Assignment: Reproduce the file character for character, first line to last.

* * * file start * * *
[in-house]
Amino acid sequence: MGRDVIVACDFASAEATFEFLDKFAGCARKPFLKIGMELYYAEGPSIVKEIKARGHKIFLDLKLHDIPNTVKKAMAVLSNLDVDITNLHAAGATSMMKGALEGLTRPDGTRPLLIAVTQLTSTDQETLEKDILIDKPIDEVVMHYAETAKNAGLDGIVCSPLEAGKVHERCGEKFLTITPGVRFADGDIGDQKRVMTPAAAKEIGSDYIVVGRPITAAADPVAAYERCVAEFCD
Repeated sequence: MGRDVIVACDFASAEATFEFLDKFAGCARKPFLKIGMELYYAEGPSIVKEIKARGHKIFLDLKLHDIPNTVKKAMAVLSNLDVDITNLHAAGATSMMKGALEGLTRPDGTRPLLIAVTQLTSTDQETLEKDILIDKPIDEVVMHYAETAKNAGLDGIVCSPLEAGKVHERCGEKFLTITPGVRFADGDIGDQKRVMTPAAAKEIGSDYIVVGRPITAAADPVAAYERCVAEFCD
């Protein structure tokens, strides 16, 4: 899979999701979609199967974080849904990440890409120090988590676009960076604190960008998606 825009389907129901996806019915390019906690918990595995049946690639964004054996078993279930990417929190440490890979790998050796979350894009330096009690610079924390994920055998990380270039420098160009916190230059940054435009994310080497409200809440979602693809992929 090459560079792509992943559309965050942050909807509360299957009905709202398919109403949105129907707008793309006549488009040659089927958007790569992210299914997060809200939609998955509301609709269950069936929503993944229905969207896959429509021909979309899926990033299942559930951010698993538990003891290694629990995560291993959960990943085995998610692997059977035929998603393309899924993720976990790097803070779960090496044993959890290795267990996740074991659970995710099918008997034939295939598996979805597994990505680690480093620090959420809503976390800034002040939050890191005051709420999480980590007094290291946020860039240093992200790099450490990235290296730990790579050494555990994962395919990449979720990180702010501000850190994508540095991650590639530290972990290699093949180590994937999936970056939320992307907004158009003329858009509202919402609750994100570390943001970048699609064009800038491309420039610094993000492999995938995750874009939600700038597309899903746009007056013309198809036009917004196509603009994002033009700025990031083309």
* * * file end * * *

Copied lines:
[in-house]
Amino acid sequence: MGRDVIVACDFASAEATFEFLDKFAGCARKPFLKIGMELYYAEGPSIVKEIKARGHKIFLDLKLHDIPNTVKKAMAVLSNLDVDITNLHAAGATSMMKGALEGLTRPDGTRPLLIAVTQLTSTDQETLEKDILIDKPIDEVVMHYAETAKNAGLDGIVCSPLEAGKVHERCGEKFLTITPGVRFADGDIGDQKRVMTPAAAKEIGSDYIVVGRPITAAADPVAAYERCVAEFCD
Repeated sequence: MGRDVIVACDFASAEATFEFLDKFAGCARKPFLKIGMELYYAEGPSIVKEIKARGHKIFLDLKLHDIPNTVKKAMAVLSNLDVDITNLHAAGATSMMKGALEGLTRPDGTRPLLIAVTQLTSTDQETLEKDILIDKPIDEVVMHYAETAKNAGLDGIVCSPLEAGKVHERCGEKFLTITPGVRFADGDIGDQKRVMTPAAAKEIGSDYIVVGRPITAAADPVAAYERCVAEFCD
């Protein structure tokens, strides 16, 4: 899979999701979609199967974080849904990440890409120090988590676009960076604190960008998606 825009389907129901996806019915390019906690918990595995049946690639964004054996078993279930990417929190440490890979790998050796979350894009330096009690610079924390994920055998990380270039420098160009916190230059940054435009994310080497409200809440979602693809992929 090459560079792509992943559309965050942050909807509360299957009905709202398919109403949105129907707008793309006549488009040659089927958007790569992210299914997060809200939609998955509301609709269950069936929503993944229905969207896959429509021909979309899926990033299942559930951010698993538990003891290694629990995560291993959960990943085995998610692997059977035929998603393309899924993720976990790097803070779960090496044993959890290795267990996740074991659970995710099918008997034939295939598996979805597994990505680690480093620090959420809503976390800034002040939050890191005051709420999480980590007094290291946020860039240093992200790099450490990235290296730990790579050494555990994962395919990449979720990180702010501000850190994508540095991650590639530290972990290699093949180590994937999936970056939320992307907004158009003329858009509202919402609750994100570390943001970048699609064009800038491309420039610094993000492999995938995750874009939600700038597309899903746009007056013309198809036009917004196509603009994002033009700025990031083309």